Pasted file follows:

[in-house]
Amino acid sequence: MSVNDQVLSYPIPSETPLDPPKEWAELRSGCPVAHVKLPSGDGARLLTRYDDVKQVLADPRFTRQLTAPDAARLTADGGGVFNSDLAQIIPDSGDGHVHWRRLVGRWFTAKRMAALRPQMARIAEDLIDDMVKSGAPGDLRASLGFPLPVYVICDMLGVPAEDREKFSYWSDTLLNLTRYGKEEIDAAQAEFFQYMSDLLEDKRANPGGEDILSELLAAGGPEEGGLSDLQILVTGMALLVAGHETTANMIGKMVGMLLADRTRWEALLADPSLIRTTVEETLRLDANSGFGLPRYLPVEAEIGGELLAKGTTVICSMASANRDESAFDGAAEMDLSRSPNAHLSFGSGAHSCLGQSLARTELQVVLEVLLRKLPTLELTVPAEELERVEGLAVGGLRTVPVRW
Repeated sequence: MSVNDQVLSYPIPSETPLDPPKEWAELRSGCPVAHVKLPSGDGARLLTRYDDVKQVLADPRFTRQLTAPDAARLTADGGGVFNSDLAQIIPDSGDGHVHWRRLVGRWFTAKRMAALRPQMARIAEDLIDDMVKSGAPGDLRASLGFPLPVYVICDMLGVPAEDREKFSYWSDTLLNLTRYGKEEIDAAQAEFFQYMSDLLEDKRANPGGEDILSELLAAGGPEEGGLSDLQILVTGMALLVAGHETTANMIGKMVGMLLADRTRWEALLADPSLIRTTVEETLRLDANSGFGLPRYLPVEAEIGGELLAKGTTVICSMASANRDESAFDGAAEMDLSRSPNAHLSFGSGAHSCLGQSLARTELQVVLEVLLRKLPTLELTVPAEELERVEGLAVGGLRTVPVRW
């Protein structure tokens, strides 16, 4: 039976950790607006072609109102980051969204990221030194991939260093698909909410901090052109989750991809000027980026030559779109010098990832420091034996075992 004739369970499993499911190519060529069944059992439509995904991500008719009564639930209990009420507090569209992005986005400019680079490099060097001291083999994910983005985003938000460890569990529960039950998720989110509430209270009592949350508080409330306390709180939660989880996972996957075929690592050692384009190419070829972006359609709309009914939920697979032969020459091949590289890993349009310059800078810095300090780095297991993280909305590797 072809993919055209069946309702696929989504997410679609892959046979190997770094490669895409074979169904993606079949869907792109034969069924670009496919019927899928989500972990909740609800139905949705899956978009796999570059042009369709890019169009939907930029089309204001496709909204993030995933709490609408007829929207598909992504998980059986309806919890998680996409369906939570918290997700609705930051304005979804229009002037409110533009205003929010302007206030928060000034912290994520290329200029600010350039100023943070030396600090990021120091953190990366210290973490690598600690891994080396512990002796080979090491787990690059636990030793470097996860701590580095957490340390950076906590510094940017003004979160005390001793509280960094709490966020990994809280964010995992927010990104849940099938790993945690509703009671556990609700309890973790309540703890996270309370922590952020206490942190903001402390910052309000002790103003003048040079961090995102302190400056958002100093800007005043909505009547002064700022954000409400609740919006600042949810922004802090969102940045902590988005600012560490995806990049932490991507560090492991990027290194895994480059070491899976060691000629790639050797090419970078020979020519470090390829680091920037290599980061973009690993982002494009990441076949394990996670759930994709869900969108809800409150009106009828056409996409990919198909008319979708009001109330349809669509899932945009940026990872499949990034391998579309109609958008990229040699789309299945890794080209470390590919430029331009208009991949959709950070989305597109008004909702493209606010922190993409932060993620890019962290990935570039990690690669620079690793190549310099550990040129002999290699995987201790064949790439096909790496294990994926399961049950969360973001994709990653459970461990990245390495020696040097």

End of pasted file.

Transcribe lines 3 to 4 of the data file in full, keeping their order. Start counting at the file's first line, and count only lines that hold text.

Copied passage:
Repeated sequence: MSVNDQVLSYPIPSETPLDPPKEWAELRSGCPVAHVKLPSGDGARLLTRYDDVKQVLADPRFTRQLTAPDAARLTADGGGVFNSDLAQIIPDSGDGHVHWRRLVGRWFTAKRMAALRPQMARIAEDLIDDMVKSGAPGDLRASLGFPLPVYVICDMLGVPAEDREKFSYWSDTLLNLTRYGKEEIDAAQAEFFQYMSDLLEDKRANPGGEDILSELLAAGGPEEGGLSDLQILVTGMALLVAGHETTANMIGKMVGMLLADRTRWEALLADPSLIRTTVEETLRLDANSGFGLPRYLPVEAEIGGELLAKGTTVICSMASANRDESAFDGAAEMDLSRSPNAHLSFGSGAHSCLGQSLARTELQVVLEVLLRKLPTLELTVPAEELERVEGLAVGGLRTVPVRW
């Protein structure tokens, strides 16, 4: 039976950790607006072609109102980051969204990221030194991939260093698909909410901090052109989750991809000027980026030559779109010098990832420091034996075992 004739369970499993499911190519060529069944059992439509995904991500008719009564639930209990009420507090569209992005986005400019680079490099060097001291083999994910983005985003938000460890569990529960039950998720989110509430209270009592949350508080409330306390709180939660989880996972996957075929690592050692384009190419070829972006359609709309009914939920697979032969020459091949590289890993349009310059800078810095300090780095297991993280909305590797 072809993919055209069946309702696929989504997410679609892959046979190997770094490669895409074979169904993606079949869907792109034969069924670009496919019927899928989500972990909740609800139905949705899956978009796999570059042009369709890019169009939907930029089309204001496709909204993030995933709490609408007829929207598909992504998980059986309806919890998680996409369906939570918290997700609705930051304005979804229009002037409110533009205003929010302007206030928060000034912290994520290329200029600010350039100023943070030396600090990021120091953190990366210290973490690598600690891994080396512990002796080979090491787990690059636990030793470097996860701590580095957490340390950076906590510094940017003004979160005390001793509280960094709490966020990994809280964010995992927010990104849940099938790993945690509703009671556990609700309890973790309540703890996270309370922590952020206490942190903001402390910052309000002790103003003048040079961090995102302190400056958002100093800007005043909505009547002064700022954000409400609740919006600042949810922004802090969102940045902590988005600012560490995806990049932490991507560090492991990027290194895994480059070491899976060691000629790639050797090419970078020979020519470090390829680091920037290599980061973009690993982002494009990441076949394990996670759930994709869900969108809800409150009106009828056409996409990919198909008319979708009001109330349809669509899932945009940026990872499949990034391998579309109609958008990229040699789309299945890794080209470390590919430029331009208009991949959709950070989305597109008004909702493209606010922190993409932060993620890019962290990935570039990690690669620079690793190549310099550990040129002999290699995987201790064949790439096909790496294990994926399961049950969360973001994709990653459970461990990245390495020696040097």